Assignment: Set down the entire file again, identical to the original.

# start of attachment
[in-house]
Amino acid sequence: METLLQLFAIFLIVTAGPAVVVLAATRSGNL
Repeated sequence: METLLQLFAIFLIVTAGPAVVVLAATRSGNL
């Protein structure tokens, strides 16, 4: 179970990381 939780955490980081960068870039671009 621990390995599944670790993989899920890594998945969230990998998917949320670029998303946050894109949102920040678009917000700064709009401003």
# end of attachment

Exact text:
[in-house]
Amino acid sequence: METLLQLFAIFLIVTAGPAVVVLAATRSGNL
Repeated sequence: METLLQLFAIFLIVTAGPAVVVLAATRSGNL
């Protein structure tokens, strides 16, 4: 179970990381 939780955490980081960068870039671009 621990390995599944670790993989899920890594998945969230990998998917949320670029998303946050894109949102920040678009917000700064709009401003």